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Irish 'sociability' is way forward in the digital age

Our resilience, determination and relentless passion for success will help the country to bounce back as a business destination, believes Robert Nolan of The Four Seasons Hotel

'Going digital means interacting through all the platforms to reach the consumer in a way that is seamless and intuitive...'

WHEN I left these shores 16 years ago, the country was on the upswing and people wondered why I was leaving. Now I am returning and it's the opposite sentiment -- but then again, I've never been someone to follow direction.

Of course, there's an acute awareness of the plight, the woes and the worries of Ireland -- perhaps something to ponder! Has our legendary hospitality and charm been eclipsed by the domestic turmoil? How far has this affected our sociability in every sense of the word?

On arrival, walking through Terminal 2, I recognise the faces of Ireland depicted on the glass walls. Instantly I was reminded of the character and soul that has resonated in our country over the many generations; their resilience, determination and a relentless passion for success reflected back to me. I felt renewed optimism thanks to these faces -- I was instantly reassured.

This was proved even more so, when Ireland was reported in the press last week as "bouncing back" as a business destination with significant improved global rankings in our competitiveness. It seems to me that the sheer ease of doing business here, with our pro-trade initiatives, has kept us looking to the future with true resolve. All of these enhancements are attracting the new generation of companies such as Google, Twitter, Facebook and Amazon to set up their European headquarters here in Dublin.

Our sociability no longer consists solely of going to the pub for a pint to get the "download", it's now all about plugging yourself into your device. With 60 per cent of Irish people using smartphones and having downloaded 22 apps on average, we are now a nation that is virtually and physically connected. This has helped us embrace the growth of a diverse and cosmopolitan urban culture.

Ireland feels younger and revitalised. Areas such as the Grand Canal Square are full of multinationals such as State Street and Citibank. These corporates sit alongside new venues such as the Bord Gais Energy Theatre and Dublin Conference Centre offering world-class entertainment facilities in the heart of the city.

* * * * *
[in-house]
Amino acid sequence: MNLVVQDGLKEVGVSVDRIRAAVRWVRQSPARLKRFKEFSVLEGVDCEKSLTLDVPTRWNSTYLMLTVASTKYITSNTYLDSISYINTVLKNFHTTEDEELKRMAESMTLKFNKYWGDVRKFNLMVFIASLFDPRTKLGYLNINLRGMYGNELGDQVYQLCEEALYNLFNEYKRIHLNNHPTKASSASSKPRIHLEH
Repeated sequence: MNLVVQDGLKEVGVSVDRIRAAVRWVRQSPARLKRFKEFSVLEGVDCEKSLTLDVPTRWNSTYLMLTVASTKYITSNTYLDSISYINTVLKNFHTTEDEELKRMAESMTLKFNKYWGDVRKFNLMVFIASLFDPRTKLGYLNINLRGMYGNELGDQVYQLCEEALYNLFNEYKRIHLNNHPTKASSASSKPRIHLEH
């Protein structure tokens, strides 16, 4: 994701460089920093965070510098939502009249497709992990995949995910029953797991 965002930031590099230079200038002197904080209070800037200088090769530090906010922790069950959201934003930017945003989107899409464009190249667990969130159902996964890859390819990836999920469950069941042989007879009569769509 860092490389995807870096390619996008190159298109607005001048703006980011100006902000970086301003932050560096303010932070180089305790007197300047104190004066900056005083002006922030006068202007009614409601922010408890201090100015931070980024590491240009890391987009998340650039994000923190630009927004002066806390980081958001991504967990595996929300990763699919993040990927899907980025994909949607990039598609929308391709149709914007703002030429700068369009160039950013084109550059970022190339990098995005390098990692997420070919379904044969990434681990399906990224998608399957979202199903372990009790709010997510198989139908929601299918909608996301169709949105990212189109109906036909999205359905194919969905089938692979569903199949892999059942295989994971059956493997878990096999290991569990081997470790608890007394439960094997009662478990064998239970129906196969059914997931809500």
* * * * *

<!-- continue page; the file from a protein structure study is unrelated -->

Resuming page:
We must not, as an industry, be afraid to infuse technology into our businesses and further the expectation of the customer. So what is it they really value today? How do they find the information they need? What makes them choose to use your services over one of your competitors? "Going Digital" really means authentically interacting with an audience through all of the platforms that make sense, in order to reach the consumer in a way that is seamless, intuitive and enhances brand identity.

"Our guests have signalled a clear choice for brands that have recognised the larger role digital is playing in their lives," says Susan Helstab -- executive VP marketing at Four Seasons.

As a result we have fostered an environment of innovation and excellence in digital engagement that resonates with our guests at every touch point.

In my opinion, the following key considerations are pertinent to the hospitality industry's successful navigation of "socialising" in this digital age and could equally be applied to other industries:

• Be a rule breaker -- have no aversion to risk. The customers' expectations are ever evolving and it challenges us to rise and exceed those expectations. What was good today may not be good tomorrow. Being complacent will leave you in their wake.